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-   -   Thinner tire sizes for mountain bike (https://www.bikeforums.net/commuting/1177250-thinner-tire-sizes-mountain-bike.html)

MrProsser 07-02-19 04:09 PM

Thinner tire sizes for mountain bike
 
I recently got a bike from a friend and I would like to use it for commuting, and generally getting around town. This means it will largely be driven on pavement, and the most off-road use it will see will be on very fine crushed rock walking paths. However, it needs a bit of love, especially the tires which are badly worn. The current setup is a bit weird, with a front tire that is 26"x1.95" on a 559x18 rim, and a rear tire that is 26"x1.75" with a 559x27 rim. I would like to move to a thinner slick, but I am not quite sure how low I can go. I've seen a few threads like this one:
http://www.bikeforums.net/commuting/...tain-bike.html

which include links suggesting that the front could go as low as 1.1" or so, but I am not sure about the back. One of the examples on that thread mentioned they moved from 2.125" to 1.5" which would be fine with me, but they do not mention the rim size. Anyway, I was wondering if anyone had experience with this, or knows of a lower limit I should make sure to shy away from for each of those rims.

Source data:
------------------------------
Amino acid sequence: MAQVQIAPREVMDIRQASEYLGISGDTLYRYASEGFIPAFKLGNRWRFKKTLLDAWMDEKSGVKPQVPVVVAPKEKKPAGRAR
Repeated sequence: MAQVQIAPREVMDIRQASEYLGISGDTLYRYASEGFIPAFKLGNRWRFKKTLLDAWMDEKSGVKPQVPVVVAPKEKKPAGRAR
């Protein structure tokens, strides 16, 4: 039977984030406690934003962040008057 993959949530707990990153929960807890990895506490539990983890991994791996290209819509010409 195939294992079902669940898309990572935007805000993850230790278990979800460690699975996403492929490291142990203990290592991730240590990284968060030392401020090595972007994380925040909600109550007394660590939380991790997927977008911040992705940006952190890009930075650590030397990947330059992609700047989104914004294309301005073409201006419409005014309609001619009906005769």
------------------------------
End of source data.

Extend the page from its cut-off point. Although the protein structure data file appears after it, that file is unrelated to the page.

Darth Lefty 07-02-19 04:44 PM

1.5 inch is good.

One of the wheels was likely changed out at some point, most likely due to damage or theft.

Gresp15C 07-02-19 04:44 PM

There's a note at the end of this page about tire widths:

https://www.sheldonbrown.com/tire-sizing.html

wgscott 07-02-19 04:47 PM


Originally Posted by MrProsser (Post 21008379)
I recently got a bike from a friend and I would like to use it for commuting, and generally getting around town. This means it will largely be driven on pavement, and the most off-road use it will see will be on very fine crushed rock walking paths. However, it needs a bit of love, especially the tires which are badly worn. The current setup is a bit weird, with a front tire that is 26"x1.95" on a 559x18 rim, and a rear tire that is 26"x1.75" with a 559x27 rim. I would like to move to a thinner slick, but I am not quite sure how low I can go. I've seen a few threads like this one: